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CIREQ-CIRANO Workshop on Environmental and Natural Resource Economics

Kakali Mukhopadhyay, Étienne Billette De Villemeur

The CIREQ-CIRANO Workshop on Environmental and Natural Resource Economics is organized in collaboration with CIRANO and is joint with the economics departments of the universities of MontréalQuébec at MontréalMcGill and HEC Montréal.

The event is addressed to researchers and PhD students interested in natural resource and environmental economics.

*  Information on previous workshops can be found here.

WORKSHOP SITE

This event will take place in Hybrid mode.

In person UQAM, Pavillon J.-A.-De Sève, 320, rue Sainte-Catherine E., Montréal, QC H2X 1L7
Online : https://uqam.zoom.us/j/85833715790

SPEAKERS

Kakali Mukhopadhyay (McGill University)
An Economy-Wide Impact Assessment of Decarbonization policies in India
Abstract: In the face of climate change, it is essential for emerging and developed economies to prioritize both economic and environmental sustainability by implementing effective decarbonization strategies. India which is host to the largest populace in the world, has been pro-active in committing towards decarbonization targets. The Government of India recently announced the long-run target of achieving Net-zero emissions by 2070. In order to achieve a reduction of 1 billion tonnes of GHG emissions by 2030, the focus has been placed on the power and transport sectors, which make up 65% of the country’s total emissions. In the power sector, the target of 280 GW solar and 140 GW wind capacity by 2030 has been set while in the transport sector, the target of 30% share of Electric Vehicles (EV) sales and 20% Ethanol-blended (E20) petrol by 2030 and 2025, respectively has been considered. An economy-wide modelling framework has been adopted to study the macroeconomic impact of decarbonization policies. Results indicate that solar and wind energy have a minimal economy-wide contribution. However, the solid waste generation is significant, amounting to approximately 19.3 thousand tonnes of PV waste and 95 million tonnes from wind turbines, with the potential of recycling and reusing decommissioned materials to reinstall 5.6 GW and 4.8 GW solar and wind capacity, respectively. On the other hand, the transition to EVs and E20 blended petrol in the transport sector has a positive macroeconomic impact due to strong backward linkages with the rest of the economy. The implementation of decarbonization policies in the power and transport industries has the capacity to decrease greenhouse gas emissions by 34%, while also promoting sustainable economic growth. Addressing climate change comes with a financial burden in the short-to-medium term, which can be offset by investing in technology transfers, capacity building initiatives, indigenous manufacturing facilities etc. Yet, in the long term, the nation is projected to reap the rewards of both environmental sustainability and economic growth by pursuing alternative decarbonization pathways to achieve SDGs 7 and 13.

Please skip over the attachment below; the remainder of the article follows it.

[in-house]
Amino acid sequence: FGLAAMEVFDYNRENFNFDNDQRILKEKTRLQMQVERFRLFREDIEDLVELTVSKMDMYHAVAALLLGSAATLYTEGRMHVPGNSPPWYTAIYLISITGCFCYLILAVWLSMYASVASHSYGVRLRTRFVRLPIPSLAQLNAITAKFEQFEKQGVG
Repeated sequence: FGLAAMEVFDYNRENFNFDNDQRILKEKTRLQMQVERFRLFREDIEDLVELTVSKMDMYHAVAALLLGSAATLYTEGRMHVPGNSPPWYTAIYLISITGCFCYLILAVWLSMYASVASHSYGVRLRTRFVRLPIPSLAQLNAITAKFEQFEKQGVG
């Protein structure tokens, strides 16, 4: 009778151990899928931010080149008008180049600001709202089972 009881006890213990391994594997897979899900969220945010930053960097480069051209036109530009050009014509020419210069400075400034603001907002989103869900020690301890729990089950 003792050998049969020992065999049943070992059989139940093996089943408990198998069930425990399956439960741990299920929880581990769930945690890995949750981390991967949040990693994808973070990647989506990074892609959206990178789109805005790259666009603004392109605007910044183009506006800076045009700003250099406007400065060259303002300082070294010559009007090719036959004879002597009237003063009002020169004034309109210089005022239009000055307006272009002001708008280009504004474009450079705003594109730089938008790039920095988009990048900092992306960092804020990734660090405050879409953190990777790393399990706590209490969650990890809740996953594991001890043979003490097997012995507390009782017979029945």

Étienne Billette de Villemeur (Université de Lille)
On the Impossibility to Comply with a Carbon Budget by the Means of a Carbon Tax
Abstract: We consider the optimum implementation problem when the energy streams from fossil fuels, i.e. from a non-renewable polluting resource. We assume that the resource is abundant enough for the sustainability problem consisting in GHGs accumulation rather than the limiting amount of resource. When there is a Carbon Budget (that is when there is a upperbound Z on GHGs accumulation which is lower than what would prevail if the whole resource is exploited), the (static) equivalence between carbon taxes and emissions permits is broken. More precisely, there is no carbontax scheme that will result in carbon-budget compliance in a dynamic framework. The (static) intuition behind this result is that, if energy is essential so that it’s marginal utility goes to infinity when consumption goes to zero (The Inada condition), the tax will be never high-enough to stop completely consumption. The (dynamic) explanation is that, to induce firms not to extract all the available resource, sooner or later, increasing subsidies will have to be implemented as to slow down the extraction by the promise of higher profits if it takes place at a later date. Therefore, a carbon-budget compliant environmental policy must be based on a system of permits. Although the dynamic allocation of tradable rights could in principle salve for the optimum implementation problem, there would be likely difficult issues to achieve actual implementation. Eventually, we argue that “tradable climate liabilities” as put forward by two of us in a previous paper (2019, Ecological Economies, 164) – by which users pay in.

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